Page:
Appendix A
Biographical Sketches of Members of the Committee on Review of the USGS National Streamflow Information Program

David R. Maidment, chair, is the Ashley H. Priddy Centennial Professor of Engineering and director of the Center for Research in Water Resources at the University of Texas at Austin. He is an acknowledged leader in the application of geographic information systems (GIS) to hydrologic modeling. His current research involves the application of GIS to floodplain mapping, water quality modeling, water resources assessment, hydrologic simulation, surface water-groundwater interaction, and global hydrology. He is the coauthor of Applied Hydrology (McGraw-Hill, 1988) and the editor-in-chief of Handbook of Hydrology (McGraw-Hill, 1993). From 1992 to 1995 he was editor of the Journal of Hydrology, and he is currently an associate editor of that journal and of the Journal of Hydrologic Engineering. He received his B.S. degree in agricultural engineering from the University of Canterbury, Christchurch, New Zealand, and his M.S. and Ph.D. degrees in civil engineering from the University of Illinois at Urbana-Champaign.

A. Allen Bradley, Jr. is an associate professor of civil and environmental engineering at the University of Iowa and a research engineer at IIHR Hydroscience & Engineering. His research interests are in the areas of hydrology and hydrometeorology, including flood and drought hydrology, hydroclimate forecasting, and water resource applications of remote sensing. He received his B.S. in civil engineering from Virginia Tech, an M.S. in civil engineering from Stanford University, and a Ph.D. in civil and environmental engineering from the University of Wisconsin.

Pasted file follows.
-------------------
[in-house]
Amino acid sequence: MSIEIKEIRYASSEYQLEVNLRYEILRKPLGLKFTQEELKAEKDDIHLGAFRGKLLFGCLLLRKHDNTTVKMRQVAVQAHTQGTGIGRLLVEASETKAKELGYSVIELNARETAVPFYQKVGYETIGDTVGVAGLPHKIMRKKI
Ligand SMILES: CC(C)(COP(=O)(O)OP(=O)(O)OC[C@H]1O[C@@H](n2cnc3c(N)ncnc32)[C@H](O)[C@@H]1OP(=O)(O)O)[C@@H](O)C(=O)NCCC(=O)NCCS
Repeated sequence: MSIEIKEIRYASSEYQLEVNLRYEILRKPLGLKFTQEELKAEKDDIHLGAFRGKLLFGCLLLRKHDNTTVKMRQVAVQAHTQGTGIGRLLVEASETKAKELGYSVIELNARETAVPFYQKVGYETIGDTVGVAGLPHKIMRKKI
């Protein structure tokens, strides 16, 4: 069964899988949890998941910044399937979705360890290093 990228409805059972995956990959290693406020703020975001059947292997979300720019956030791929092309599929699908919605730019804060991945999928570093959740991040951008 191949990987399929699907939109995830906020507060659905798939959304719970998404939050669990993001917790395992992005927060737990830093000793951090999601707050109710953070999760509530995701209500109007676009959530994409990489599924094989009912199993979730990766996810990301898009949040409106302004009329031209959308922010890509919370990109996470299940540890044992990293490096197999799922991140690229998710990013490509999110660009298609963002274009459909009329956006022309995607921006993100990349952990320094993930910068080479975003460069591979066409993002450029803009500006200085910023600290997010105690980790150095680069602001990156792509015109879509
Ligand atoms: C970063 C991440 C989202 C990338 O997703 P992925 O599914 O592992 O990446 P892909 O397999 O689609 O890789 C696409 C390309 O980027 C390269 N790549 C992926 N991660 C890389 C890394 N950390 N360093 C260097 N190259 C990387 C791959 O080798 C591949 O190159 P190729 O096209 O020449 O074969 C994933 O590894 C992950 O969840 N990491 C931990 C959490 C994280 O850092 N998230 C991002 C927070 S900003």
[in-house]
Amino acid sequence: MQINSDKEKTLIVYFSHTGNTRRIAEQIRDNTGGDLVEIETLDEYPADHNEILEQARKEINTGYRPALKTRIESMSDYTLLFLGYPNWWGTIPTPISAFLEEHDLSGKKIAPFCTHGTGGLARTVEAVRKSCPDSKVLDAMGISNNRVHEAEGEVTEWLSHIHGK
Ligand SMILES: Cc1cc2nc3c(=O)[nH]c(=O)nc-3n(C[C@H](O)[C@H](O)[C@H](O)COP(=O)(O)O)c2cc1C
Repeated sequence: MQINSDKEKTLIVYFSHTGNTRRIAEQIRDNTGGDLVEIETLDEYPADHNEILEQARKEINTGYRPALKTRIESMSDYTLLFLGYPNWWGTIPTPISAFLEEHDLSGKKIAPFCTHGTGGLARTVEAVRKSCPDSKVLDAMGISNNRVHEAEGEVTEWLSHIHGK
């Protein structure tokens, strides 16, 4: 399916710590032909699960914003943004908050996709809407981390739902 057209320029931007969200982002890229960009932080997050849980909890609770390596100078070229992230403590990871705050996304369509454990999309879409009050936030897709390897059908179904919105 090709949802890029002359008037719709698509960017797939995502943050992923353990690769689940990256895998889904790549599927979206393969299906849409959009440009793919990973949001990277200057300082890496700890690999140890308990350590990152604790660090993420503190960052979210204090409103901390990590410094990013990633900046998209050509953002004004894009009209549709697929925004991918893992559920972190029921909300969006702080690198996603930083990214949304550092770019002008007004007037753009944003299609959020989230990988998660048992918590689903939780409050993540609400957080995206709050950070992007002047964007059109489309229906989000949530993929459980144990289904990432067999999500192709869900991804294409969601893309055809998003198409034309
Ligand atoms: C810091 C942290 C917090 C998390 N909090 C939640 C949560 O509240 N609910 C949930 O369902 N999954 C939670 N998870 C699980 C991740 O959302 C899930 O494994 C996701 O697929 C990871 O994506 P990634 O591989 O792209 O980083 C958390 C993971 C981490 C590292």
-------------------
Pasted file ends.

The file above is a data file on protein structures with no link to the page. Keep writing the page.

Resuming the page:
Benedykt Dziegielewski is professor of geography at Southern Illinois University at Carbondale and executive director of the International



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Assessing the National Streamflow Information Program Appendix A Biographical Sketches of Members of the Committee on Review of the USGS National Streamflow Information Program David R. Maidment, chair, is the Ashley H. Priddy Centennial Professor of Engineering and director of the Center for Research in Water Resources at the University of Texas at Austin. He is an acknowledged leader in the application of geographic information systems (GIS) to hydrologic modeling. His current research involves the application of GIS to floodplain mapping, water quality modeling, water resources assessment, hydrologic simulation, surface water-groundwater interaction, and global hydrology. He is the coauthor of Applied Hydrology (McGraw-Hill, 1988) and the editor-in-chief of Handbook of Hydrology (McGraw-Hill, 1993). From 1992 to 1995 he was editor of the Journal of Hydrology, and he is currently an associate editor of that journal and of the Journal of Hydrologic Engineering. He received his B.S. degree in agricultural engineering from the University of Canterbury, Christchurch, New Zealand, and his M.S. and Ph.D. degrees in civil engineering from the University of Illinois at Urbana-Champaign. A. Allen Bradley, Jr. is an associate professor of civil and environmental engineering at the University of Iowa and a research engineer at IIHR Hydroscience & Engineering. His research interests are in the areas of hydrology and hydrometeorology, including flood and drought hydrology, hydroclimate forecasting, and water resource applications of remote sensing. He received his B.S. in civil engineering from Virginia Tech, an M.S. in civil engineering from Stanford University, and a Ph.D. in civil and environmental engineering from the University of Wisconsin. Benedykt Dziegielewski is professor of geography at Southern Illinois University at Carbondale and executive director of the International